Wednesday, April 17, 2013

The Full Costs of Transportation: A Case for Picking and Choosing

While reading the chapter called, “The Full Costs of Transportation" in Sustainable Transportation[1], there were several problematic concepts that were difficult to support. For the sake of writing space, I’ll narrow it down to two key areas within the article. These two areas were land loss and military security/involvement.
                The views on land loss and the value of land have an overarching anthropocentric point of view. According to the article, “Most land increases in value when it is made more accessible; conversely, land that is inaccessible is not of much interest to society as a whole” (Black, 104). This severely ignores the fact that land cannot be deemed less valuable just because it is not developed or accessible. For example, the Mt. Hood National Forest is not wholly accessible (at least not by roads) to human beings, yet we still view its existence (and its inaccessibility) as valuable because it contributes to biodiversity, the trees offset some of our carbon emissions, and it is a pleasant area to explore during any given season. These are just a few of the numerous benefits of land that remains undeveloped. I’m aware that it is difficult to monetize its value if it’s not developed, but that is no reason to completely leave it out of the equation.
                The question of military involvement is, no doubt, a challenging topic to tackle. However, the chapter stated, “…aggressive actions of one country against another (e.g. Iraq against Kuwait) is something that the international community cannot condone and therefore must undo…Our view is that military security costs, even in behalf of secure petroleum shipments, should not be viewed as component of total transport costs” (Black 107).
My main concern with the first statement is that if the international community took full responsibility for halting violent actions of one country against another, we’d be involved in significantly more global conflicts than we are now, and in some situations we’d be on the other side of the conflicts. Is it out of the question to say that the international community picks and chooses the conflicts to get involved in based on the interests involved? We’ve had several years of war in Iraq to secure our energy investments but there have been two major wars [2] involving several African countries that have resulted in a death toll in the millions. Where was the international community then? It is completely understandable to say that we cannot be involved in every conflict (nor do I feel that we should strive to do so), and sometimes, we aren’t exactly effective in our efforts to quell violence and war.
 However, to argue that being involved in conflict is just part of being a “superpower” without taking into account the reasons why we’re there (as opposed to other places) is ignorant and paints an inaccurate portrayal of the costs being incurred for the sake of accessing petroleum.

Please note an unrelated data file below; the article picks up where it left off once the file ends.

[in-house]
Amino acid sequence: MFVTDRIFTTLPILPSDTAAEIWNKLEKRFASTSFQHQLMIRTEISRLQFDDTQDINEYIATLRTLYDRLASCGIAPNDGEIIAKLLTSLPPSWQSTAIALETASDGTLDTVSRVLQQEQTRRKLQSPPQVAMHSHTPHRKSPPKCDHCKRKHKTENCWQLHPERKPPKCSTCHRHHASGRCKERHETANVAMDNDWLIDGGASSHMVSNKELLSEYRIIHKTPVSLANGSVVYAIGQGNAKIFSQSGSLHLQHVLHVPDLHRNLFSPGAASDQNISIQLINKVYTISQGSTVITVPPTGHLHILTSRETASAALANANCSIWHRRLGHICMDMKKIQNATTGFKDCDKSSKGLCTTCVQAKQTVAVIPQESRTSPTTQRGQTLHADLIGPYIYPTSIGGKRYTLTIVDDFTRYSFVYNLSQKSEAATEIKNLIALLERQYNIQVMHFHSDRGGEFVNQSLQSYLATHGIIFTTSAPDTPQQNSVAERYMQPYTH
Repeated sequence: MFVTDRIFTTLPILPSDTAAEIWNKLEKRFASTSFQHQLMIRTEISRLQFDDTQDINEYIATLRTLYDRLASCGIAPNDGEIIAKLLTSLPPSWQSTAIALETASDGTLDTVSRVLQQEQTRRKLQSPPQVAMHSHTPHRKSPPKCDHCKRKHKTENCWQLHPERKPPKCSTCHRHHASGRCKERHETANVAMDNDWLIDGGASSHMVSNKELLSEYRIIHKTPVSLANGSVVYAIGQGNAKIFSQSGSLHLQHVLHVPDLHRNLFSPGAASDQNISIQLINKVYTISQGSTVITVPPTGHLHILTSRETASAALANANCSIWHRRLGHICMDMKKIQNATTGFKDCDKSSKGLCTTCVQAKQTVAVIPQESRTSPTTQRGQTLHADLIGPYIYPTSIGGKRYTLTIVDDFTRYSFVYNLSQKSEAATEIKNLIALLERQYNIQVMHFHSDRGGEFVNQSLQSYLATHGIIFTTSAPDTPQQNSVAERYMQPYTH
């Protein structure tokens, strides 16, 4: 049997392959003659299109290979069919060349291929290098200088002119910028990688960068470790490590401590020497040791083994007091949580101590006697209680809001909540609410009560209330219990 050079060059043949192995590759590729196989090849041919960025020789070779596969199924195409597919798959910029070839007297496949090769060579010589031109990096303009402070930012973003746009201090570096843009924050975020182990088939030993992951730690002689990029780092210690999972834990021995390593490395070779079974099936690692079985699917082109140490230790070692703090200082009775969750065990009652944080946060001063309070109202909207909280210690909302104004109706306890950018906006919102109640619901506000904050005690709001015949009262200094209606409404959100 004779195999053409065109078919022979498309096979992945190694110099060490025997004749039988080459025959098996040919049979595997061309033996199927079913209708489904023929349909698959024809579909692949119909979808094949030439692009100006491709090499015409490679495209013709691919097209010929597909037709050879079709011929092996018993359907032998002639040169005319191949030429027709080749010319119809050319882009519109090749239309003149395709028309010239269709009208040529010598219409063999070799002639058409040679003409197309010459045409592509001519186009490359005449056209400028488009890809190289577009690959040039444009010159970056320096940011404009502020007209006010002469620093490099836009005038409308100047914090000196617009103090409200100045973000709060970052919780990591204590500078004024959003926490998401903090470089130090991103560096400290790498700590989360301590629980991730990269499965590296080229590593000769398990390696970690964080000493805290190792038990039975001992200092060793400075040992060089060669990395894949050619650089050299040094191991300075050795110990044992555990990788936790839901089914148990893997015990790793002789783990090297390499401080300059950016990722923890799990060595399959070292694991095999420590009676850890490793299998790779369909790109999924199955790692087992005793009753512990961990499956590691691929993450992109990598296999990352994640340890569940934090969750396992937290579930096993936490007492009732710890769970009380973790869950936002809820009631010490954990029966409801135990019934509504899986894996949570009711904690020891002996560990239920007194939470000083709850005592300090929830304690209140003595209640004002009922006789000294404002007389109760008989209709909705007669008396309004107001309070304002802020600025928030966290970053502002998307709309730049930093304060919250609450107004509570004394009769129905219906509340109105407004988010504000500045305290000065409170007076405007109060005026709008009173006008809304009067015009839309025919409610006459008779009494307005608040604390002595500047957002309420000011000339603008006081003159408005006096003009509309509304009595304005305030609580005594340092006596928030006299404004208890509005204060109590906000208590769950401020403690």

Thanks to Brett Lezon for editing!

1 Black, William R. Sustainable Transportation: Problems and Solutions. New York: Guilford Press, 2010. Print.
2 “The Second Congo War,” Wikipedia.


  1. Two good points, Haley! Black definitely doesn't speak for everyone in the field. To your first point, environmental economics has developed some powerful tools to measure the option and non-use value of undeveloped land. So, even if we leave out non-human, "intrinsic" value, we can and should consider best estimates of land we consider using for transportation. Your implicit point that perhaps we shouldn't stop at just human values is well taken, even if the odds of a more holistic consideration of costs isn't likely anytime soon.

    Can you imagine a fuel surcharge to fund certain defense spending? Economically sensible--those who ultimately benefit would bear the costs, but politically and maybe even morally shaky. The costs might be substantial though. I've seen estimates of up to $10B/yr or $0.30/gal for defense spending tied to domestic oil consumption. Other studies have found additional impacts on the economy from oil price volatility in the same ballpark.

  2. I agree that it'd be morally shaky. As much as I'm a huge proponent of making gasoline more expensive to discourage people from purchasing it, the costs of that endeavor fall on the wrong people: those who are most dependent on it without the resources to pursue alternatives.

    The costs should fall on the commercial/industrial sector as they are the ones that responsible for the majority of traffic on the road (employees driving to work). But how do you impose a surcharge on huge companies as a way of discouraging gasoline consumption? Some companies have found ways to incentivize their employees into commuting alternatively (Pfizer, Google, etc.), but many powerful and wealthy companies would rather just pay the surcharge than deal with the complication of providing resources to employees to make it a more accessible option.


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